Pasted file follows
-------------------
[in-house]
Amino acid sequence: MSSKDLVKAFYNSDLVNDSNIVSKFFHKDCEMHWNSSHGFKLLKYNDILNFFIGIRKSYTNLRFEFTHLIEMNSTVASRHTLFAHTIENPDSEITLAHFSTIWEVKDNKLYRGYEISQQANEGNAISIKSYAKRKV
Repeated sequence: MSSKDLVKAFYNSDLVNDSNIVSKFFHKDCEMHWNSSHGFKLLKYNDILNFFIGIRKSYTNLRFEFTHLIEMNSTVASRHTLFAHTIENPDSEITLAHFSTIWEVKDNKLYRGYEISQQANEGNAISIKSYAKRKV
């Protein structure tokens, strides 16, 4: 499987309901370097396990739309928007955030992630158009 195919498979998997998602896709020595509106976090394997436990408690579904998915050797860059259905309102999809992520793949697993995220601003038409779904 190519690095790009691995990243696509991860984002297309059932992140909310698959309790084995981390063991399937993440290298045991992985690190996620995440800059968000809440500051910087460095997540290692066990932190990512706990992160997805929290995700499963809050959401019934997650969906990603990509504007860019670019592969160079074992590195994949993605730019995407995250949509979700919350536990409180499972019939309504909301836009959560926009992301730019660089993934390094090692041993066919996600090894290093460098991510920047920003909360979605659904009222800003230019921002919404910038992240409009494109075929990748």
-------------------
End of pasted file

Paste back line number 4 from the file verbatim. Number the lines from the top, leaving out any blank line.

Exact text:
């Protein structure tokens, strides 16, 4: 499987309901370097396990739309928007955030992630158009 195919498979998997998602896709020595509106976090394997436990408690579904998915050797860059259905309102999809992520793949697993995220601003038409779904 190519690095790009691995990243696509991860984002297309059932992140909310698959309790084995981390063991399937993440290298045991992985690190996620995440800059968000809440500051910087460095997540290692066990932190990512706990992160997805929290995700499963809050959401019934997650969906990603990509504007860019670019592969160079074992590195994949993605730019995407995250949509979700919350536990409180499972019939309504909301836009959560926009992301730019660089993934390094090692041993066919996600090894290093460098991510920047920003909360979605659904009222800003230019921002919404910038992240409009494109075929990748």